New CMS Proposed Requirements

May 9, 2008

  1. GreenSky
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    GreenSky Guru

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    Here's part of an article from the LA Times. Entire link below.

    The rules proposed Thursday would ban door-to-door peddling of plans and cold-calling beneficiaries on the telephone. Meetings with a sales agent would have to be initiated by the Medicare recipient and could only cover the specific subject the recipient wanted to discuss. Sales agents would be prohibited from using face-to-face meetings to sell another product, such as life insurance.​

    Insurance companies would be required to change the way they pay commissions to diminish financial incentives for agents to sell plans that paid higher commissions. Companies would also be required to use state-licensed agents.​

    Kerry Weems, acting administrator of the Centers for Medicare and Medicaid Services, said the new rules would help weed out unscrupulous sales agents andprovide greater peace of mind for seniors.​

    Until now, Medicare has responded to problems by issuing directives to the insurance companies, and threatening to kick some out of the program. Regulations, which carry the force of federal law, signal a growing sense of urgency. They would take effect after a period for public comment.​


    Rick​
     
  2. Crabcake Johnny
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    Crabcake Johnny Guru

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    why do I sell health?
     
  3. Bob_The_Insurance_Guy
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    Bob_The_Insurance_Guy Guru

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    Ah, see, that's why I don't buy leads.

    100% of the Medicare business I write is referral from my parents, my business associates, and current clients.

    I think this article is great, and I hope they catch every unscrupulous agent out there. It doesn't affect me at all.

    Thanks for posting it.:yes:
     
  4. GreenSky
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    GreenSky Guru

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    I was planning on telemarketing for MA plans but I guess I'll rethink it.

    The real issue I have is if CMS believes that MA plans can be a benefit for people, why are they making it damn near impossible to "share the joy?"

    I do agree with the issue on commissions. I have been vocal about paying commissions on a monthly basis which will get rid of all the quick buck artists and leave this to the professionals.

    Rick
     
  5. Erazz
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    Erazz New Member

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    If they send a reply card than you can contact them, is this correct?
     
    Erazz, May 9, 2008
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  6. GreenSky
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    Hell, who knows? I think you can only drive by with a bullhorn.

    I wonder if you send a generic mailing can you call them about a specific product. And if you get to their house and a neighbor is there who has a different plan, can you compare? In fact, can you even mention their existing plan to do a comparison?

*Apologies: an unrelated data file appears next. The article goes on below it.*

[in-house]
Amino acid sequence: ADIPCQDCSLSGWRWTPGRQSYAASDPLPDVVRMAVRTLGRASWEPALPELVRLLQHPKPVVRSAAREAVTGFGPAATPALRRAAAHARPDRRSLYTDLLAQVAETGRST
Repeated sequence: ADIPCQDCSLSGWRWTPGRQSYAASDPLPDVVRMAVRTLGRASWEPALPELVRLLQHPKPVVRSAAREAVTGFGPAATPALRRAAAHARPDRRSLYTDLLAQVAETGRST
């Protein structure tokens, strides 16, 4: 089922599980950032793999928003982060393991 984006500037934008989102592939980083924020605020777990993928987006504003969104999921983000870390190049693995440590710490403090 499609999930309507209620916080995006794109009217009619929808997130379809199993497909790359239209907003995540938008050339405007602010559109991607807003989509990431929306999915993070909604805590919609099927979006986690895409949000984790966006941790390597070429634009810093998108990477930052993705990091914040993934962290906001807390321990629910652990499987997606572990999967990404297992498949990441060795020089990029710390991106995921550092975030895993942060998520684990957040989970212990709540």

CMS sucks and they simply exist to continue their own jobs.

    Rick
     
  7. GreenSky
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    Just how many parents do you have that can keep you in the Medicare business?:biggrin:

    Rick
     
  8. Guest
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    I disagree. This industry sector has brought the added regulations on themselves by hiring low-life agents just out for a quick buck and who had the "gifts of persuasion" to convince gullible seniors to buy plans not in their best interest, selling them high commission PFFS MA plans, and churning, churning, churning.

    The entire MA industry is a rat's nest and needs to be cleaned. Agents who specialize in selling MA (and perhaps annuities) to seniors should be forced to pass a complex Federal exam (we can call it a Series 99?) and perhaps be federally licensed. I might even suggest that they need to have a four-year degree from an accredited college. A background and credit check might not be a bad idea either.

    Al
     
    Guest, May 9, 2008
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  9. Crabcake Johnny
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    I went for MA training in Baltimore last year. I still can't get the stink off when I shower after that presentation. CMS has their work cut out for them when unethical agencies looking for fat overrides teach agents to lie, cheat and con. Not like it's exclusive to the senior market - exists in insurance in general
     
  10. Dave020
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    Dave020 Super Moderator Moderator

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    That, right there, is the key answer. Stop paying $400 or more per approved application on zero premium products and most of the riff raff will exit the market.
     
    Dave020, May 9, 2008
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